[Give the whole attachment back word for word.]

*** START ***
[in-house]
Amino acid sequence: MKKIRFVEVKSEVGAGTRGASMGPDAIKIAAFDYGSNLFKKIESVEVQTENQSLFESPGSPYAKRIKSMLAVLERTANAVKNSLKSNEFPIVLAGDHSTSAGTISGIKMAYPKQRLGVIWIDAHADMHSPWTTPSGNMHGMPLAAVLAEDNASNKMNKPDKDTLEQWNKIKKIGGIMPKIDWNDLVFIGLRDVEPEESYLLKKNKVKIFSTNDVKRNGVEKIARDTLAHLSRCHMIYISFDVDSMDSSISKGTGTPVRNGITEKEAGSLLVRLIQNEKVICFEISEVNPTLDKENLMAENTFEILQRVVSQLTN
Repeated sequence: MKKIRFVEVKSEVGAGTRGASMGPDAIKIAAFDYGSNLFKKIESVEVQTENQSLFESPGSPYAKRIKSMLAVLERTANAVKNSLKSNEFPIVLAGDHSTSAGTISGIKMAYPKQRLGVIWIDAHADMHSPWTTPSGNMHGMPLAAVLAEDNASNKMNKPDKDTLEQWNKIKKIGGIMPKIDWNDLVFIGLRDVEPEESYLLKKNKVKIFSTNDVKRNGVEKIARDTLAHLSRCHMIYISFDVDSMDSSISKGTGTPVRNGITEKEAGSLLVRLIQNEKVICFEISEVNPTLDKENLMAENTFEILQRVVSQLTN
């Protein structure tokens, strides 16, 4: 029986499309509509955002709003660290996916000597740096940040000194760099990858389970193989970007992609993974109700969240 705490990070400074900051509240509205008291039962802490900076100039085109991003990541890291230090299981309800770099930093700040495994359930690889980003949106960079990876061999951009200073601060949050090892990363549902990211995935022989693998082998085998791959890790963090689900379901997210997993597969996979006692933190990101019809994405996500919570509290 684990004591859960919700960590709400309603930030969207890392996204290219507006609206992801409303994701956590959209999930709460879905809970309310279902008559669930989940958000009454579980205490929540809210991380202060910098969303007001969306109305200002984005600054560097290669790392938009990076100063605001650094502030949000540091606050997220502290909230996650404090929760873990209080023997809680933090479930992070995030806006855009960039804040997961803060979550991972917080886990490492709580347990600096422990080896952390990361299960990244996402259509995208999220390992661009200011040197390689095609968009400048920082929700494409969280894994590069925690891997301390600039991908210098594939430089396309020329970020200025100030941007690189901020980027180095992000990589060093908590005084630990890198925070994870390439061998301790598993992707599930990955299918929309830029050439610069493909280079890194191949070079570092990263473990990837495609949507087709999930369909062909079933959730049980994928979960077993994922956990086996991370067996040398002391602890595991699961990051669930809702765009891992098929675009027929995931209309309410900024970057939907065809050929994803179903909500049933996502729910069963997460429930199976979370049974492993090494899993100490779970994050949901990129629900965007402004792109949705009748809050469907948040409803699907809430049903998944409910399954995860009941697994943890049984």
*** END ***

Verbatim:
[in-house]
Amino acid sequence: MKKIRFVEVKSEVGAGTRGASMGPDAIKIAAFDYGSNLFKKIESVEVQTENQSLFESPGSPYAKRIKSMLAVLERTANAVKNSLKSNEFPIVLAGDHSTSAGTISGIKMAYPKQRLGVIWIDAHADMHSPWTTPSGNMHGMPLAAVLAEDNASNKMNKPDKDTLEQWNKIKKIGGIMPKIDWNDLVFIGLRDVEPEESYLLKKNKVKIFSTNDVKRNGVEKIARDTLAHLSRCHMIYISFDVDSMDSSISKGTGTPVRNGITEKEAGSLLVRLIQNEKVICFEISEVNPTLDKENLMAENTFEILQRVVSQLTN
Repeated sequence: MKKIRFVEVKSEVGAGTRGASMGPDAIKIAAFDYGSNLFKKIESVEVQTENQSLFESPGSPYAKRIKSMLAVLERTANAVKNSLKSNEFPIVLAGDHSTSAGTISGIKMAYPKQRLGVIWIDAHADMHSPWTTPSGNMHGMPLAAVLAEDNASNKMNKPDKDTLEQWNKIKKIGGIMPKIDWNDLVFIGLRDVEPEESYLLKKNKVKIFSTNDVKRNGVEKIARDTLAHLSRCHMIYISFDVDSMDSSISKGTGTPVRNGITEKEAGSLLVRLIQNEKVICFEISEVNPTLDKENLMAENTFEILQRVVSQLTN
């Protein structure tokens, strides 16, 4: 029986499309509509955002709003660290996916000597740096940040000194760099990858389970193989970007992609993974109700969240 705490990070400074900051509240509205008291039962802490900076100039085109991003990541890291230090299981309800770099930093700040495994359930690889980003949106960079990876061999951009200073601060949050090892990363549902990211995935022989693998082998085998791959890790963090689900379901997210997993597969996979006692933190990101019809994405996500919570509290 684990004591859960919700960590709400309603930030969207890392996204290219507006609206992801409303994701956590959209999930709460879905809970309310279902008559669930989940958000009454579980205490929540809210991380202060910098969303007001969306109305200002984005600054560097290669790392938009990076100063605001650094502030949000540091606050997220502290909230996650404090929760873990209080023997809680933090479930992070995030806006855009960039804040997961803060979550991972917080886990490492709580347990600096422990080896952390990361299960990244996402259509995208999220390992661009200011040197390689095609968009400048920082929700494409969280894994590069925690891997301390600039991908210098594939430089396309020329970020200025100030941007690189901020980027180095992000990589060093908590005084630990890198925070994870390439061998301790598993992707599930990955299918929309830029050439610069493909280079890194191949070079570092990263473990990837495609949507087709999930369909062909079933959730049980994928979960077993994922956990086996991370067996040398002391602890595991699961990051669930809702765009891992098929675009027929995931209309309410900024970057939907065809050929994803179903909500049933996502729910069963997460429930199976979370049974492993090494899993100490779970994050949901990129629900965007402004792109949705009748809050469907948040409803699907809430049903998944409910399954995860009941697994943890049984």